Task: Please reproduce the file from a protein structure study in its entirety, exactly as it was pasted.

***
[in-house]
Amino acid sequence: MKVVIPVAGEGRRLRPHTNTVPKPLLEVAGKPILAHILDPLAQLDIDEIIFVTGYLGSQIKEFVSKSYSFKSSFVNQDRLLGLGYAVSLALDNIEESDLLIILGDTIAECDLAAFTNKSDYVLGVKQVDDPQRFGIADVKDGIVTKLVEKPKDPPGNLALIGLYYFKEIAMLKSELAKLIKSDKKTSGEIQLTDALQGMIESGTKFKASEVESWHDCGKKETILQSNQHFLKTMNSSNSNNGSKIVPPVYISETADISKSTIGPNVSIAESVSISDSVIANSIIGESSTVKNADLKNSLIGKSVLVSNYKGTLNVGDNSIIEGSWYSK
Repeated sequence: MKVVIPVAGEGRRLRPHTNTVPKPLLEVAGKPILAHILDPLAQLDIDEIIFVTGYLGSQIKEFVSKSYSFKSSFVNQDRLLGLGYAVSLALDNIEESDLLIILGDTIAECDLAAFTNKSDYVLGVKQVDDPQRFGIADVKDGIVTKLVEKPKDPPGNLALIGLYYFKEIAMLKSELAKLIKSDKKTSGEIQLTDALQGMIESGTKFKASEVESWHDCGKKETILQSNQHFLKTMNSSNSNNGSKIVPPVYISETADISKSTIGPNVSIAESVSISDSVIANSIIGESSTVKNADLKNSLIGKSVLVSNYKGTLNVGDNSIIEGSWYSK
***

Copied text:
[in-house]
Amino acid sequence: MKVVIPVAGEGRRLRPHTNTVPKPLLEVAGKPILAHILDPLAQLDIDEIIFVTGYLGSQIKEFVSKSYSFKSSFVNQDRLLGLGYAVSLALDNIEESDLLIILGDTIAECDLAAFTNKSDYVLGVKQVDDPQRFGIADVKDGIVTKLVEKPKDPPGNLALIGLYYFKEIAMLKSELAKLIKSDKKTSGEIQLTDALQGMIESGTKFKASEVESWHDCGKKETILQSNQHFLKTMNSSNSNNGSKIVPPVYISETADISKSTIGPNVSIAESVSISDSVIANSIIGESSTVKNADLKNSLIGKSVLVSNYKGTLNVGDNSIIEGSWYSK
Repeated sequence: MKVVIPVAGEGRRLRPHTNTVPKPLLEVAGKPILAHILDPLAQLDIDEIIFVTGYLGSQIKEFVSKSYSFKSSFVNQDRLLGLGYAVSLALDNIEESDLLIILGDTIAECDLAAFTNKSDYVLGVKQVDDPQRFGIADVKDGIVTKLVEKPKDPPGNLALIGLYYFKEIAMLKSELAKLIKSDKKTSGEIQLTDALQGMIESGTKFKASEVESWHDCGKKETILQSNQHFLKTMNSSNSNNGSKIVPPVYISETADISKSTIGPNVSIAESVSISDSVIANSIIGESSTVKNADLKNSLIGKSVLVSNYKGTLNVGDNSIIEGSWYSK